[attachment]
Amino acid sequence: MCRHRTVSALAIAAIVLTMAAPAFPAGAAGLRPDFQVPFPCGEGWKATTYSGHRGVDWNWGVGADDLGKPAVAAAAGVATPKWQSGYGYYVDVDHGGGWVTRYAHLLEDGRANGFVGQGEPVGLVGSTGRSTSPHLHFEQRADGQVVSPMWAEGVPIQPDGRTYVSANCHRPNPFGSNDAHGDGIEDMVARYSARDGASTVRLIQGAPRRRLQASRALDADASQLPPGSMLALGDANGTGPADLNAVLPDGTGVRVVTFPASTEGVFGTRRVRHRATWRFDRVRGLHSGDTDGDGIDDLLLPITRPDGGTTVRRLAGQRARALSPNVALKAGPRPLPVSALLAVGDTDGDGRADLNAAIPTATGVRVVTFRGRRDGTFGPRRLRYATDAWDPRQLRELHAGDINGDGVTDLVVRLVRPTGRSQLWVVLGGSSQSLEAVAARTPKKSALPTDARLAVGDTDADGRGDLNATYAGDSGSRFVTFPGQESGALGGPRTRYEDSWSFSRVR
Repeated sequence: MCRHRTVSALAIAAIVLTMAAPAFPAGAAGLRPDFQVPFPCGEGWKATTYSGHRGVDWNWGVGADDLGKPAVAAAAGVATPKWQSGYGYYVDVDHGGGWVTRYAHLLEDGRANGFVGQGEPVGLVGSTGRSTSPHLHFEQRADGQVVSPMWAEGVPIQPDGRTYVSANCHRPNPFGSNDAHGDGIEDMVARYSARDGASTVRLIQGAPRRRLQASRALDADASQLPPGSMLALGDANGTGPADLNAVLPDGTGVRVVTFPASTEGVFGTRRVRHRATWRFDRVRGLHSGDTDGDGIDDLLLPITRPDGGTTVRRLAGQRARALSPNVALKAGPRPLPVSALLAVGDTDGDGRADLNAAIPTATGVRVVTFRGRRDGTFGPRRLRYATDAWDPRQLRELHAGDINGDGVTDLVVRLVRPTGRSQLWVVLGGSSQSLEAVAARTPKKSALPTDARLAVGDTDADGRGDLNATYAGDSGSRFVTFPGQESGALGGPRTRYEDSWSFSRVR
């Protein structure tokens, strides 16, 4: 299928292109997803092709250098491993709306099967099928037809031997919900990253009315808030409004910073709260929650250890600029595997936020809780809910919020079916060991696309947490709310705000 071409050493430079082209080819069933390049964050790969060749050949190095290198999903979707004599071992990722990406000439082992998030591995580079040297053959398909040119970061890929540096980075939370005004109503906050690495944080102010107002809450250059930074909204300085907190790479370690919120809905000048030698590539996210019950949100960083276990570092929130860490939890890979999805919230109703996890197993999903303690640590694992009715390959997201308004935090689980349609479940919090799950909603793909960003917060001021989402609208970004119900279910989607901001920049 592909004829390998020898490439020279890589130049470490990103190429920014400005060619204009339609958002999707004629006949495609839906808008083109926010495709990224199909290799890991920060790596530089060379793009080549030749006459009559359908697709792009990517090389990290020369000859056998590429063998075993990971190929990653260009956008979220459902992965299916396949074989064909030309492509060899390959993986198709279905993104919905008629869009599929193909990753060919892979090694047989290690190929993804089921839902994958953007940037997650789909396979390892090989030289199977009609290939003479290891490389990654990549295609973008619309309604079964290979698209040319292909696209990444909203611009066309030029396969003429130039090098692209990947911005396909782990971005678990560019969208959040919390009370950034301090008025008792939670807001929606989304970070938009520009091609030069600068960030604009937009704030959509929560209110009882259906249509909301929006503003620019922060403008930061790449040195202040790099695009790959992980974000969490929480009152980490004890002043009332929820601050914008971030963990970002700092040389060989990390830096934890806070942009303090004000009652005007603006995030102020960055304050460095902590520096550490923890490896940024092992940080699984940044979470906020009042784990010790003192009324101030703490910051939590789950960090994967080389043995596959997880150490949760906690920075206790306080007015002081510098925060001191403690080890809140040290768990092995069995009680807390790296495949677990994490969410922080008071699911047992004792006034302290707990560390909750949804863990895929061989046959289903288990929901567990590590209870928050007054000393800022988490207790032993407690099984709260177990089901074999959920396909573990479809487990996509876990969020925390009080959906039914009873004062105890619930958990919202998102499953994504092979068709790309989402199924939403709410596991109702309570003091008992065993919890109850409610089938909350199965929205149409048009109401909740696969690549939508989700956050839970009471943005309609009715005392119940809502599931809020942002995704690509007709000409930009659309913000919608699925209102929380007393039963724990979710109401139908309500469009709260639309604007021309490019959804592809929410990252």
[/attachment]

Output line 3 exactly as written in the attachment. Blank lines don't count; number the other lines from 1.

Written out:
């Protein structure tokens, strides 16, 4: 299928292109997803092709250098491993709306099967099928037809031997919900990253009315808030409004910073709260929650250890600029595997936020809780809910919020079916060991696309947490709310705000 071409050493430079082209080819069933390049964050790969060749050949190095290198999903979707004599071992990722990406000439082992998030591995580079040297053959398909040119970061890929540096980075939370005004109503906050690495944080102010107002809450250059930074909204300085907190790479370690919120809905000048030698590539996210019950949100960083276990570092929130860490939890890979999805919230109703996890197993999903303690640590694992009715390959997201308004935090689980349609479940919090799950909603793909960003917060001021989402609208970004119900279910989607901001920049 592909004829390998020898490439020279890589130049470490990103190429920014400005060619204009339609958002999707004629006949495609839906808008083109926010495709990224199909290799890991920060790596530089060379793009080549030749006459009559359908697709792009990517090389990290020369000859056998590429063998075993990971190929990653260009956008979220459902992965299916396949074989064909030309492509060899390959993986198709279905993104919905008629869009599929193909990753060919892979090694047989290690190929993804089921839902994958953007940037997650789909396979390892090989030289199977009609290939003479290891490389990654990549295609973008619309309604079964290979698209040319292909696209990444909203611009066309030029396969003429130039090098692209990947911005396909782990971005678990560019969208959040919390009370950034301090008025008792939670807001929606989304970070938009520009091609030069600068960030604009937009704030959509929560209110009882259906249509909301929006503003620019922060403008930061790449040195202040790099695009790959992980974000969490929480009152980490004890002043009332929820601050914008971030963990970002700092040389060989990390830096934890806070942009303090004000009652005007603006995030102020960055304050460095902590520096550490923890490896940024092992940080699984940044979470906020009042784990010790003192009324101030703490910051939590789950960090994967080389043995596959997880150490949760906690920075206790306080007015002081510098925060001191403690080890809140040290768990092995069995009680807390790296495949677990994490969410922080008071699911047992004792006034302290707990560390909750949804863990895929061989046959289903288990929901567990590590209870928050007054000393800022988490207790032993407690099984709260177990089901074999959920396909573990479809487990996509876990969020925390009080959906039914009873004062105890619930958990919202998102499953994504092979068709790309989402199924939403709410596991109702309570003091008992065993919890109850409610089938909350199965929205149409048009109401909740696969690549939508989700956050839970009471943005309609009715005392119940809502599931809020942002995704690509007709000409930009659309913000919608699925209102929380007393039963724990979710109401139908309500469009709260639309604007021309490019959804592809929410990252």